The Rise of Hands-On Journalism

Digital journalism has made possible some incredible storytelling in recent years. Visually stunning reports on issues as diverse as gun violence, environmental disasters, and surveillance have brought stories to life on the screen. Increasingly, however, journalists are experimenting with innovations that move journalism off the screen and into people’s hands.

This spring RadioLab did a story about an ancient skull and the questions it helped answer about the origins of human history. It is a fascinating story, but it revolved around minute details scientists discovered in the skull, details a radio audience couldn’t see. So the RadioLab team took a scan of the skull, printed it out with a 3D printer, and made the scan available online for others to print out. So, now you could hypothetically feel the groves and markings on the skull as the scientists discuss them, discovering new facets of the skull alongside the narrators.

I am fascinated by the potential for these sorts of journalism-objects to help engage communities around stories and foster empathy with audiences. So I began collecting examples of what I call, “hands on journalism.”

I see this hands-on journalism as a particular kind of community engagement, one that may involve collaboration with community, but puts an emphasis on discovery and learning. Specifically the kind of learning that comes from doing. Continue reading

Of Guns and Seeds

A while back I did a few posts on guerrilla gardening and guerrilla harvesting that included terms like “seed bomb” (a ball of dirt with seeds in it that one lobs into empty lots in urban areas). At the time, while reviewing links and articles about these topic I stumbled on two odd projects that combine guns and seeds in unexpected ways.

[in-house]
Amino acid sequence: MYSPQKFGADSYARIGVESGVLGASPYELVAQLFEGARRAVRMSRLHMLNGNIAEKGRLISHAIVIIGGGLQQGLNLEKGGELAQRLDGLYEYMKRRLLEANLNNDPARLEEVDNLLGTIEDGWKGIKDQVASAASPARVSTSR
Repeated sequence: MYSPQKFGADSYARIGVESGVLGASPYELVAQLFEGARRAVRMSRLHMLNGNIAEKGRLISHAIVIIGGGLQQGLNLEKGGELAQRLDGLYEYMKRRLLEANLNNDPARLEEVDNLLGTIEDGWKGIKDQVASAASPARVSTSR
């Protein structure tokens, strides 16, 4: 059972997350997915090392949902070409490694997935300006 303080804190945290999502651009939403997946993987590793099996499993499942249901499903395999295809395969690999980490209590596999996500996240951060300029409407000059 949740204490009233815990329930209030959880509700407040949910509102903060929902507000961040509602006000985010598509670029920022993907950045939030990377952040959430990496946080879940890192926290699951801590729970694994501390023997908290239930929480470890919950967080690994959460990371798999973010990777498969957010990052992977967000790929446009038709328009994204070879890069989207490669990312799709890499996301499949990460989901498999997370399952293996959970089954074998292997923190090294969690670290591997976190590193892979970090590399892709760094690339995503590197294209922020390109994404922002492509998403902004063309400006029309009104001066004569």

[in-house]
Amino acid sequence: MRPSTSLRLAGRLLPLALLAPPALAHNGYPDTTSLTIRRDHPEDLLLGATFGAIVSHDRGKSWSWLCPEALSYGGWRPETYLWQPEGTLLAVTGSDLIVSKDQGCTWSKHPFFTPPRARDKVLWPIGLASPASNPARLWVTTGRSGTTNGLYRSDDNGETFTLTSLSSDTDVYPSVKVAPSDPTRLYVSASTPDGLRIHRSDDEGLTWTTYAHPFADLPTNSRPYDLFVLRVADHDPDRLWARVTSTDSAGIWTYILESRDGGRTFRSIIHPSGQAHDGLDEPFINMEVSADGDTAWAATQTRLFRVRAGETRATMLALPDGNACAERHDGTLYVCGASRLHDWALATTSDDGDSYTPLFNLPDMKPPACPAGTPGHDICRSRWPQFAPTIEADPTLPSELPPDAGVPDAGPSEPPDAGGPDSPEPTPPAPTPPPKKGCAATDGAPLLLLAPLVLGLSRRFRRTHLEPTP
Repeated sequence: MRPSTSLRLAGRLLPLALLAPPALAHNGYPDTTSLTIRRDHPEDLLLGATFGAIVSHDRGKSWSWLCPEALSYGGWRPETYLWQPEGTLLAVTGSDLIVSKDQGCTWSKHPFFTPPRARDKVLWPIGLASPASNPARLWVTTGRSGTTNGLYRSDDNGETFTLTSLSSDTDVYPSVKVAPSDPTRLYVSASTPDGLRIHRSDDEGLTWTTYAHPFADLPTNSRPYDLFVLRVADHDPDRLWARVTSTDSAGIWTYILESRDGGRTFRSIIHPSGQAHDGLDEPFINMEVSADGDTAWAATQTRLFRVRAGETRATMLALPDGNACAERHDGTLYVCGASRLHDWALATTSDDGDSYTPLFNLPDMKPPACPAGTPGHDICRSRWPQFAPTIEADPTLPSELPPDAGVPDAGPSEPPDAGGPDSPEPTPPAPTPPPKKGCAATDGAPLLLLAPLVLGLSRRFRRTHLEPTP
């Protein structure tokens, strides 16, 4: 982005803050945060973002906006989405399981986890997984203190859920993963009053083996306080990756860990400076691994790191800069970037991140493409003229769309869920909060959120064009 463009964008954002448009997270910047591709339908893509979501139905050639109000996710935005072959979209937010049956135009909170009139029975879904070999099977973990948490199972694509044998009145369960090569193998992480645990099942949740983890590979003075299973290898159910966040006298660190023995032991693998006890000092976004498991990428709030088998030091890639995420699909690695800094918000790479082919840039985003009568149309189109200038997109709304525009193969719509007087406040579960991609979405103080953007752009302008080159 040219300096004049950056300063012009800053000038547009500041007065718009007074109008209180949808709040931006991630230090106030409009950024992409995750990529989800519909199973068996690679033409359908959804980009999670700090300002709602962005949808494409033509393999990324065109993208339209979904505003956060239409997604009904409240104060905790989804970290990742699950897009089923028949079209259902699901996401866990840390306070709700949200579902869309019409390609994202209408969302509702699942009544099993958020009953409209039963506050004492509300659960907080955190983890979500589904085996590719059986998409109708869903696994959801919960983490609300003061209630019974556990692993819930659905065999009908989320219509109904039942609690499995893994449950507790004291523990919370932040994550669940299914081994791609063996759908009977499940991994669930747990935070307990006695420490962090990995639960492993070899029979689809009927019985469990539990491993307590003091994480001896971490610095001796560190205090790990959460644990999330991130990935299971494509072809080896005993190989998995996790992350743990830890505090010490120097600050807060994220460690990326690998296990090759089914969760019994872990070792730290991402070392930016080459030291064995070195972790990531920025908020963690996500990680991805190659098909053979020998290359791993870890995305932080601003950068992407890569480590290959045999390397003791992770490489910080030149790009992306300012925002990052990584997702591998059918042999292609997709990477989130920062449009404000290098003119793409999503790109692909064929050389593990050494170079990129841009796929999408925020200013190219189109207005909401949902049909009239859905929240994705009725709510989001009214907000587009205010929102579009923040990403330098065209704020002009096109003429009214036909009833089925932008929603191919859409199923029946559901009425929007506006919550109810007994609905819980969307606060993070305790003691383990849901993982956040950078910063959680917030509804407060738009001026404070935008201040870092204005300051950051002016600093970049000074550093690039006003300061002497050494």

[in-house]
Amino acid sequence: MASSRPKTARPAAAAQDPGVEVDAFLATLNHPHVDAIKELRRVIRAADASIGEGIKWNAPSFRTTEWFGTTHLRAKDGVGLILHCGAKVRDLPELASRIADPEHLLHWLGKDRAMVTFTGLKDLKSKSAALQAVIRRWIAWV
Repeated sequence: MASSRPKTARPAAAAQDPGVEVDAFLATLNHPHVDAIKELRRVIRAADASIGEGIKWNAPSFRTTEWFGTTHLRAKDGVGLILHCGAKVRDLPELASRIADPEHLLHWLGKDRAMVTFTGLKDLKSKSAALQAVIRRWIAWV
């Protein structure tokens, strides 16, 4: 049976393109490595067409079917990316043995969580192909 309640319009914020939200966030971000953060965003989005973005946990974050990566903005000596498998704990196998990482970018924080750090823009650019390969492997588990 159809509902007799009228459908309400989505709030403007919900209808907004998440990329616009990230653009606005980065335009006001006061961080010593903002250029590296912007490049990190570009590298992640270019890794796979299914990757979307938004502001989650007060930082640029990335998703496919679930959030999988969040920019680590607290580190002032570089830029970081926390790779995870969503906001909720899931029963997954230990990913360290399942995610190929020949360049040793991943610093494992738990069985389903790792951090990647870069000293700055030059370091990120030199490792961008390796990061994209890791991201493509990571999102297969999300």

From the Plant the Piece website.

From the Plant the Piece website.

The first was a project called “Plant the Piece” in which the artist created “Seed Guns” made out of “red clay, dry organic compost, and a mixture of annual-perennial species of wildflowers native and naturalized to any area, they can grow when left directly on the surface of the ground.” From the description of the project:

In 2004, the Richmond, Virginia homicide total reached 101. That same year, the traveling art installation, Plant The Piece, memorialized each murder victim by creating a “Gun”. As venues became available, ten original installations containing “Guns” were erected and the public was able to view an unfortunate statistic in an extraordinary light. The exhibit was inspired by the techniques and philosophies of Japanese radical gardener Masanobu Fukuoka. Fukuoka said, “The ultimate goal of farming is not the growing of crops, but the cultivation and perfection of human beings.” Each installation was a unique reflection of it’s host venue and audience. The traveling exhibit was enormously successful as it tackled a most sensitive matter that had no apparent solution. Continue reading